The court of appeals sought to avoid the plain meaning of that language by noting that, in the next sentence of the same subsection, Congress also directed the state commissions to set rates "according to" the requirements of Section 252(d). 47 U.S.C. 252(c)(2); see Pet. App. 13a-14a. Among other things, Section 252(d) provides that, to be "just and reasonable * * * for purposes of" Sections 251(c)(2) and (3), rates for interconnection and unbundled elements must be "based on * * * cost (determined without reference to a rate-of-return or other rate-based proceeding)." The Eighth Circuit reasoned that, because Section 251(c)(2) makes no "reference" to the Commission, "Congress did not envision the FCC's participation" in creating any methodological framework for rates. Pet. App. 13a. That reasoning is illogical. In effect, the Eighth Circuit held that a state commission's specific obligation to adhere to Section 252(d) when arbitrating open rate issues, see 47 U.S.C. 252(c)(2), somehow cancels out its broader obligation, applicable to "any open issues," to conform its disposition to "the regulations prescribed by the Commission pursuant to section 251," 47 U.S.C. 252(c)(1) (emphasis added). That holding rests on the self-refuting premise that "open rate issues" are not "open issues."

There is also no merit to the Eighth Circuit's view that Section 252(d) "provides statutory standards" that somehow "negat[e] any need for additional FCC-mandated ratemaking standards or guidelines." Pet. App. 14a.10 Those "standards," like the substantive rate provisions of Section 251(c) that they cross-reference, require considerable interpretation, and their meaning is the subject of widespread disagreement. For example, Section 252(d)(1) provides that rates for unbundled elements shall be "based on * * * cost," a term that has historically assumed many meanings and that has now spawned numerous disputes in state arbitration proceedings on such basic issues as whether an incumbent LEC may recover historic costs or forward-looking costs and, if the latter, which forward-looking pricing methodology is appropriate. Cf. Permian Basin Area Rate Cases, 390 U.S. 747, 790 (1968). Resolving such policy-laden disputes about federal law in light of congressional intent is the kind of interpretive task that federal agencies are routinely expected to undertake-and that Congress specifically directed the Commission to undertake here.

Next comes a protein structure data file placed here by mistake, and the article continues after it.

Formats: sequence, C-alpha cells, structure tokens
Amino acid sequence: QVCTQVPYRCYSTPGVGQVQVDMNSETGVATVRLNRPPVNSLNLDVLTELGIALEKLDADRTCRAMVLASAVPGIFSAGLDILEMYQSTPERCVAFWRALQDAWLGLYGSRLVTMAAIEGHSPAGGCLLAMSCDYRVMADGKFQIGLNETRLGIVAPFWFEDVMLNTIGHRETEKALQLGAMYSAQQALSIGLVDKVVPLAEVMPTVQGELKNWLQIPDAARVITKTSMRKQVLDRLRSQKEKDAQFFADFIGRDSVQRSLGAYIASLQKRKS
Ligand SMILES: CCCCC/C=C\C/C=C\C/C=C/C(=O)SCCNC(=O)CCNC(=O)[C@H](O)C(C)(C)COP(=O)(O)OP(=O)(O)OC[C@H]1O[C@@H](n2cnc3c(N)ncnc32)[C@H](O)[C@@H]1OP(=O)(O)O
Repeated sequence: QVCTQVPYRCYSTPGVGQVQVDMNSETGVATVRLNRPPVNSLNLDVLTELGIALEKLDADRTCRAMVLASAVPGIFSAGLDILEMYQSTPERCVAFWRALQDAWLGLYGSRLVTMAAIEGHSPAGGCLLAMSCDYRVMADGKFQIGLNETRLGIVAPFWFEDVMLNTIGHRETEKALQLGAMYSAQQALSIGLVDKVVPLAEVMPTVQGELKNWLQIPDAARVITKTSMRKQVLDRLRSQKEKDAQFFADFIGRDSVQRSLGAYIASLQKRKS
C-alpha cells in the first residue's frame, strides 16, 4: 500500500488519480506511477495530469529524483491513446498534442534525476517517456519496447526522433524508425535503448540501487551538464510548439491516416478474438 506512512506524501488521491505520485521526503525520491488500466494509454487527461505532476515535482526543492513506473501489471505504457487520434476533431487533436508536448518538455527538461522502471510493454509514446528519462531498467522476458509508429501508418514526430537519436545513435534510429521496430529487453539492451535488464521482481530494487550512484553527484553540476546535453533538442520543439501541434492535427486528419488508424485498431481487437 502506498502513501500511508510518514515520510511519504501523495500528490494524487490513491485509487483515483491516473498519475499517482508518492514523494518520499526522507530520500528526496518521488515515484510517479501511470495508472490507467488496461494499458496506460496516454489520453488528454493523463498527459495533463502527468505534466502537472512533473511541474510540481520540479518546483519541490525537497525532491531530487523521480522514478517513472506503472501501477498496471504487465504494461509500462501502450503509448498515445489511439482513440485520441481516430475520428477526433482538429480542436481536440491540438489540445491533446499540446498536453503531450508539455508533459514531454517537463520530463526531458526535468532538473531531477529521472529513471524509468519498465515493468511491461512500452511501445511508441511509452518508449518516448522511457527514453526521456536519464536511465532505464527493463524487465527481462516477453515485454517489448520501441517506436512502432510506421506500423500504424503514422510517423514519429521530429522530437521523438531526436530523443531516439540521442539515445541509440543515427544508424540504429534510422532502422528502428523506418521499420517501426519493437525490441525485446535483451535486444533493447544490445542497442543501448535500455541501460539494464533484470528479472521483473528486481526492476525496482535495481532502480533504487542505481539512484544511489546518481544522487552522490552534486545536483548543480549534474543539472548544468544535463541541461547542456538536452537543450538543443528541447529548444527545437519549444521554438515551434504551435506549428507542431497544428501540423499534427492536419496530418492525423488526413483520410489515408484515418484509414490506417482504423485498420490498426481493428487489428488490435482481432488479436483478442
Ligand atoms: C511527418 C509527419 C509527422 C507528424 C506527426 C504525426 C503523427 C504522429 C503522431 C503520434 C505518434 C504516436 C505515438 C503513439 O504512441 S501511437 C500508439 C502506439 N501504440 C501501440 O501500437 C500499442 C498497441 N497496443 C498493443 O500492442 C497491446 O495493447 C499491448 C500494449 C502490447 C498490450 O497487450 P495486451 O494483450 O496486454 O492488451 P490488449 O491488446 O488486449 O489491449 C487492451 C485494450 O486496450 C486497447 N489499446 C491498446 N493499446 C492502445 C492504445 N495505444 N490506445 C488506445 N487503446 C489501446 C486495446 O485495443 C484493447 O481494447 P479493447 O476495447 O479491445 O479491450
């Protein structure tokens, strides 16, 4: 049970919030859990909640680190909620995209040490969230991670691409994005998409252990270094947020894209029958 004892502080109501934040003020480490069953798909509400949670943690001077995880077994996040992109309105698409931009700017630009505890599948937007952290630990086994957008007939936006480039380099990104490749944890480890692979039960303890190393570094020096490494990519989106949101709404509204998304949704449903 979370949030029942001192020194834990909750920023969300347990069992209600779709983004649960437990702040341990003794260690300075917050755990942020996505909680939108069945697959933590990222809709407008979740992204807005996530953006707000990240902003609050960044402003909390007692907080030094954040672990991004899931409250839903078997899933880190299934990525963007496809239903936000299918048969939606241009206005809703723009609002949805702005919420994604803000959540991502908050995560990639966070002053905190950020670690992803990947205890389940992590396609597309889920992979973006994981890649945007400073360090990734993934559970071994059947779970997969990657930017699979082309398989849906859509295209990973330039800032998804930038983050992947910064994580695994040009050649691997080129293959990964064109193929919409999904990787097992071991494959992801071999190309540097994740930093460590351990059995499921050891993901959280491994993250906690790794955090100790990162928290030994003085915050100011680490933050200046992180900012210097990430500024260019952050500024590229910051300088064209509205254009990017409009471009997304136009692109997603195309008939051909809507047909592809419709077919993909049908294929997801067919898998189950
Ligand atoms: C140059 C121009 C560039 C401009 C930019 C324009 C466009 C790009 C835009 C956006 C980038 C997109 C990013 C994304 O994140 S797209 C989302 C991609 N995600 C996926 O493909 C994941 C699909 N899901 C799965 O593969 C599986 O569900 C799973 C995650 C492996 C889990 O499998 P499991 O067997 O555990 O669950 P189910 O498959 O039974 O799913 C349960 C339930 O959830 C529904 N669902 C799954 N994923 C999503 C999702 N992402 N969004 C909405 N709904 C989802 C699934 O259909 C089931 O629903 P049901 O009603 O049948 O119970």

d. Compelling evidence of the Commission's plenary authority to issue rules implementing the local competition provisions can also be found in another part of the 1996 Act: in Section 271, which sets forth the procedure under which the Bell Companies may apply to the FCC for authorization to provide, for the first time, full long-distance service originating within the geographic regions in which they now exercise monopoly power.

Section 271 instructs the FCC to grant such an application only if "it finds," among other things, that the Bell Company has "fully implemented" (or, in certain special circumstances, has offered to implement) all of the requirements of a competitive checklist. 47 U.S.C. 271(d)(3); see pp. 7-8, supra. Those requirements include "[i]nterconnection in accordance with the requirements of sections 251(c)(2) and 252(d)(1)" and "[n]ondiscriminatory access to network elements in accordance with the requirements of sections 251(c)(3) and 252(d)(1)." 47 U.S.C. 271(c)(2)(B)(i), (ii). Before ruling on an application, the Commission must "consult" with both the Attorney General and the relevant state commissions, but it need give "substantial weight" only to the views of the Attorney General. See 47 U.S.C. 271(d)(2)(A) and (B).

As the D.C. Circuit recently observed, the meaning of Section 271 is quite clear: the FCC may grant an application only if "the FCC concludes to its own satisfaction" that the Bell Company has met the requirements of the checklist; in particular, "[a]lthough the Commission must consult with the State commissions, the statute does not require the FCC to give the State commissions' views any particular weight." SBC Communications Inc. v. FCC, 138 F.3d 410, 416 (D.C. Cir. 1998) (emphasis added). Put another way, Congress directed the Commission to apply national standards when "it finds" whether (for example) a Bell Company has provided network elements at rates that meet "the requirements of sections 251(c)(3) and 252(d)(1)." Congress did not permit, much less compel, the Commission to abdicate that compliance inquiry to each of 50 state commissions, an approach that could require the Commission to reach different and incompatible outcomes on identical facts, depending on the pricing methodology favored by the particular State in which a given application arises.